The proteolytic activity was measured by following the method of Arasu et al. 2013 [6]. Briefly, 1 % cells of the active L. plantarum was transferred into 10 % skim milk and incubated at 30 °C for 42 h. The absorbance was read at 650 nm with an ELISA reader (Bio-Radad). The results were expressed as milligrams/milliliter tyrosine by means of reference to a calibration curve. Biogenic Amine Production Level of L. plantarum The production of biogenic amines was assessed by taking, a 0.5 optical density at 600 nm (OD600) aliquot of freshly prepared L. plantarum cells were inoculated on MRS agar medium supplemented with 1.0 % each of lysine, tyrosine, ornithine, and histidine. Tween 80 (0.1 %) was included in the medium to enhance bacterial growth. Bromocresol purple (0.006 %) was used as the pH indicator. The formation of a clear purple halo was considered a positive reaction, indicating the presence of the amino acid decarboxylase. Medium without supplementing amino acids was used as a negative control, and the experiment was performed in triplicate. Evaluation of Cell Surface Hydrophobicity Level of L. plantarum The cell surface hydrophobicity assay was conducted according to the method described by Lee et al. [7], with slight modifications. Briefly, freshly prepared cells were centrifuged at 8,000 rpm for 10 min. The cells were washed twice with PBS (pH 7.0). One mL of this suspension was used to determine the absorbance at OD580 nm. In duplicate assessments, a further 1 mL of this suspension was added to an equal volume of n-hexadecane (Sigma, USA) and was thoroughly mixed for 2 min using a vortex. The phases were allowed to separate at room temperature for 30 min, after which 1 mL of the upper phase was removed and the absorbance was determined at OD580nm. Percentage hydrophobicity was calculated as follows: (OD580 reading 1 - OD580 reading 2/OD580 reading 1) 9 100 = % hydrophobicity.


Indian J Microbiol Table 1 Nutrient composition of silage prepared using rye, IRG and barley Sample Rye


ADF (%)

NDF (%)

C. protein (%)

C. ash (%)


40.70 ± 1.33

63.05 ± 2.05

11.70 ± 0.98

9.20 ± 0.10


42.48 ± 1.16

63.43 ± 1.26

10.25 ± 0.69

11.75 ± 3.73



39.40 ± 1.97

61.40 ± 1.27

7.70 ± 0.51b


38.76 ± 0.57

60.28 ± 0.84

10.63 ± 0.75a

8.82 ± 0.39a



35.13 ± 4.91

52.94 ± 6.19

8.88 ± 0.51

10.61 ± 1.85a


34.62 ± 0.68

53.74 ± 0.75

8.31 ± 0.24

6.77 ± 0.32b

6.97 ± 0.42b

Values in each column followed by the same alphabets are significantly different by T-test at P \ 0.05 ADF, acid detergent fiber, NDF, neutral detergent fiver

Enzymatic Activities of L. plantarum Enzymatic activities were assayed using the kit method according to the manufacturer’s instructions (BioMerieux). Freshly prepared cells at 0.5 OD600 were centrifuged at 8,000 rpm for 10 min, and the pellets were suspended in sterile distilled water for screening. Enzyme activities of each LAB strain were evaluated by transferring 50 lL of active cell suspension into each well, followed by a 4 h incubation at 30 °C. After the incubation, 20 lL of ZYM-A and ZYM-B reagent was added to each well and incubated at 30 °C for 5 min to measure enzyme activity. Antibiotic Sensitivity Pattern of L. plantarum Antibiotic sensitivity and resistance of L. plantarum was assayed by disc diffusion method [8]. Briefly, cells were prepared by growing in MRS medium for 24 h at 30 °C. Petri plates were prepared with 25 mL of sterile MRS medium (Sigma). The test cultures (100 lL) of suspension containing 108 cfu/mL bacteria were swabbed on the top of the solidified media and allowed to dry for 10 min. Different antibiotics loaded discs were placed on the surface of the medium and left for 30 min at room temperature for the diffusion of the antibiotics. The plates were incubated for 17 h at 30 °C. After incubation, the microbes were classified as sensitive or resistant to an antibiotic according to the diameter of inhibition zone given in the standard antibiotic disc chart. Statistical analysis The results were statistically analyzed by T test at P = 0.05 with the help of SPSS 11.5 version software package.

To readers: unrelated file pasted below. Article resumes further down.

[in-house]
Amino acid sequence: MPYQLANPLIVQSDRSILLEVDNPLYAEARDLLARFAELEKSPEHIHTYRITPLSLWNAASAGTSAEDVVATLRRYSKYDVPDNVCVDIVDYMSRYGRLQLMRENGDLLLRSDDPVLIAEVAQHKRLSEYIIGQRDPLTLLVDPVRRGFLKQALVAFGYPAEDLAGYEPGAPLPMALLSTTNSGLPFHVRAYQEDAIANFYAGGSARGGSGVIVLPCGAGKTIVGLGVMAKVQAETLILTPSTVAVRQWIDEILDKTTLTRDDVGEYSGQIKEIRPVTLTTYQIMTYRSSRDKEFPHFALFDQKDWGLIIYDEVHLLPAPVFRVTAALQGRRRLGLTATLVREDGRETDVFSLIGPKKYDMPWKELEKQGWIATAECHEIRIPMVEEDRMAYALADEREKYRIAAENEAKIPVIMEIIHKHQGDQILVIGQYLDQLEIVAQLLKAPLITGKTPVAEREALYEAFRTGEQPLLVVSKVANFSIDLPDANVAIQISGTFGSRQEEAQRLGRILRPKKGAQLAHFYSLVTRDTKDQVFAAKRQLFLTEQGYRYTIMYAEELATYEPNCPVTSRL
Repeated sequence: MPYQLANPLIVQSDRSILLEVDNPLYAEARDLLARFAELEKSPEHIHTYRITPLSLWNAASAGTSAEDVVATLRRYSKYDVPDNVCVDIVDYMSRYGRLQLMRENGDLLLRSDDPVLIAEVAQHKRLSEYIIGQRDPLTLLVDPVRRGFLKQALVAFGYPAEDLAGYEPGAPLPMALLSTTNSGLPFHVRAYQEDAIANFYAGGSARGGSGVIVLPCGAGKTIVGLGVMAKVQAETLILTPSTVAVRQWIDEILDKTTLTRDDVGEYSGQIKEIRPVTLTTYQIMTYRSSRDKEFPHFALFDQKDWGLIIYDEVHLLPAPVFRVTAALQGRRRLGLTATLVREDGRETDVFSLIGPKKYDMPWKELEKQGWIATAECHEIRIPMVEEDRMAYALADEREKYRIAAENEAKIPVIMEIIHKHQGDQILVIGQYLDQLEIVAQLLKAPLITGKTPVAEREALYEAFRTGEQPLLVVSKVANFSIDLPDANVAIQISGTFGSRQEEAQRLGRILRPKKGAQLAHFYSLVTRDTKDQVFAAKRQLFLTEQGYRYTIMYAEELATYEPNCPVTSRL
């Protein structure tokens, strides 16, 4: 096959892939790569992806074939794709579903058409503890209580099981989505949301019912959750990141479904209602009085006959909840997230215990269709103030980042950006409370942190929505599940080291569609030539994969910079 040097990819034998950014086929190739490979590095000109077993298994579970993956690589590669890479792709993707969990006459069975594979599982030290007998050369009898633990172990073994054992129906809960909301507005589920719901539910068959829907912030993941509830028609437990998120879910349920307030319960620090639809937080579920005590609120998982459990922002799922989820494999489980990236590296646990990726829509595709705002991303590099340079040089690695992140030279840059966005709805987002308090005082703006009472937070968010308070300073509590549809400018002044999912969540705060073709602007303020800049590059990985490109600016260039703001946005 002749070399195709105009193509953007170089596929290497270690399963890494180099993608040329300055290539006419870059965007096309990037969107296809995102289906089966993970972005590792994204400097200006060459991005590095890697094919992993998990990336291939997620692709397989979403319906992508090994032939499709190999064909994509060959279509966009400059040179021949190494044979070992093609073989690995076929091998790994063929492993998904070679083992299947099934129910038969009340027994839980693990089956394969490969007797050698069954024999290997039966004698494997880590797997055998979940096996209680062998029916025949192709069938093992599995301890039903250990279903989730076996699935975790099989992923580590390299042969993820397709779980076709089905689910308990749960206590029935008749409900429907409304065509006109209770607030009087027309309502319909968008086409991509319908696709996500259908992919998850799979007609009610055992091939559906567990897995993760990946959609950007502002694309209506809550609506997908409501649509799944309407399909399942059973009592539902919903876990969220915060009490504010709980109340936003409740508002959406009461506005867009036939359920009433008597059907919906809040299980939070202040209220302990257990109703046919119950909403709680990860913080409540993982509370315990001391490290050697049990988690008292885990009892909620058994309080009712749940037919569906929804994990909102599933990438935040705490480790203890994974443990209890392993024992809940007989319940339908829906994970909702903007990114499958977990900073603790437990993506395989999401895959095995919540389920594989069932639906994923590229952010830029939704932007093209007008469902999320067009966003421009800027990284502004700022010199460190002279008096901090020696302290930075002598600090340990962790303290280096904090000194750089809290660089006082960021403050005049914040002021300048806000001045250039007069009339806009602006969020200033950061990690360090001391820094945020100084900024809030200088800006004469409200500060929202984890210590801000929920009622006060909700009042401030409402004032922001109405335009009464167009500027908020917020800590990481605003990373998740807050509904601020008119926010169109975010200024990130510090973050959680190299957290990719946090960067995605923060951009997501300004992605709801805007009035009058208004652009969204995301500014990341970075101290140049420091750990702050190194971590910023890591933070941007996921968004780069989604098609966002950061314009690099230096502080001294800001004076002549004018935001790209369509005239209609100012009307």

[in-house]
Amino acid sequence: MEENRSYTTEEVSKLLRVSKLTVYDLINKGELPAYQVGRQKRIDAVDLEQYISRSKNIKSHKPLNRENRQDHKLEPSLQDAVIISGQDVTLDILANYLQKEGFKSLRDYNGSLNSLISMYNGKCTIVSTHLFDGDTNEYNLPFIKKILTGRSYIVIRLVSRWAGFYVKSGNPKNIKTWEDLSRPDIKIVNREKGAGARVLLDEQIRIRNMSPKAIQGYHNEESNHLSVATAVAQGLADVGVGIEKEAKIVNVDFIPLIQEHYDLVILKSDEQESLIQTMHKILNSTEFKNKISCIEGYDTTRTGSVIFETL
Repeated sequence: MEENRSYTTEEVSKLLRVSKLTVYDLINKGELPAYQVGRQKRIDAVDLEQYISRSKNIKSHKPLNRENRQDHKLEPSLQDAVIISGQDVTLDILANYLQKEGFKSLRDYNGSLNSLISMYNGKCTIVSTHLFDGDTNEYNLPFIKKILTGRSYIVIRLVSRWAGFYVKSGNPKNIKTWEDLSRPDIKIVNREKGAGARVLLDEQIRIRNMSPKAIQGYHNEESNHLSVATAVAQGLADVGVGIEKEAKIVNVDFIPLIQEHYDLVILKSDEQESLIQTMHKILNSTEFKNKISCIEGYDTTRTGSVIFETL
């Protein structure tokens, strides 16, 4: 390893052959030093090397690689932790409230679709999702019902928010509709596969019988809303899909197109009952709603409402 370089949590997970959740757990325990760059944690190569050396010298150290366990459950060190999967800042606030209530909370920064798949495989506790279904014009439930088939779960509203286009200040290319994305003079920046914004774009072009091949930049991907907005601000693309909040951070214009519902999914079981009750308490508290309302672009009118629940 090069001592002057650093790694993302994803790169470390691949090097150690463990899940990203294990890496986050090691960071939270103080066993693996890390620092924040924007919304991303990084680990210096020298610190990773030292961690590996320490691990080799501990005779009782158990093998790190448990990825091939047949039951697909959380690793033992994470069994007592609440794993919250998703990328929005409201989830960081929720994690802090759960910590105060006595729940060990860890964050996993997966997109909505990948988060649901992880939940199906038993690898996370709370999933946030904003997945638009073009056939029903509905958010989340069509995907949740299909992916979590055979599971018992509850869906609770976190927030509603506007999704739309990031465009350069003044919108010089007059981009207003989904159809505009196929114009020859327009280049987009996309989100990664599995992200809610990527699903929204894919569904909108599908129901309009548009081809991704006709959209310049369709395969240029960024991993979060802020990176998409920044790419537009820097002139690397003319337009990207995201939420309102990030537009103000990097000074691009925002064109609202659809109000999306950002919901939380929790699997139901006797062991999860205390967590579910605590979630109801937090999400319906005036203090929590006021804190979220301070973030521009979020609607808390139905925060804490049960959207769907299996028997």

Results Nutrient Profiles of Different Silages The changes in the nutritive values such as CP, ADF, and NDF were analyzed between the treated and untreated


samples of the prepared silages. The ADF determined to be 40.70 % in control and 42.48 % in the bacteria inoculated rye sample, whereas; in IRG it was 39.40 and 38.76 % respectively Table 1. The average content of NDF did not reveal significant differences between control and L. plantarum supplemented silages. The content of CP increased in L. plantarum supplemented with IRG. But in rye silage, CP level was comparatively decreased. Microbial Contents of Different Silages The results of microbial counts in different silages are presented in Table 2. Total LAB counts were found as a dominant in silages. The LAB counts recorded in control and inoculated rye as 36.00 ± 9.82 9 107 cfu/g and 53.10 ± 7.86 9 107 cfu/g and in IRG it was recorded as 5.0 ± 0.10 9 107 cfu/g and 16.18 ± 3.38 9 107 cfu/g respectively. Total LAB counts were significantly increased in both bacteria treated samples (P \ 0.05). The numbers of LAB increased after experiment periods as compared with initial counts. This increase of LAB may be due to the adaptive nature of the Lactobacillus strains during ensilaging duration. A significant number of yeast counts were observed in silages. It indicated that the environmental conditions were enhancing the growth of microbes. The manufactured silage contains less number of fungi. It is good for quality silage preparation because of fungi secrete the variety of toxic substances which can affect the quality of silage. Present study, we have observed the minimum number of fungi in the prepared silage. Fermentation Metabolites of Different Silages The pH level and the proportion of lactic acid, acetic acid and butyric acid in silages are presented in Table S1. Rye and IRG were considered as the best silage quality. Among the total fermentation acids, lactic acid detected as the dominant, and significantly higher in IRG (5.65 %). The average amount of acetic acid and butyric acid were comparatively similar in both silages. The amount of acetic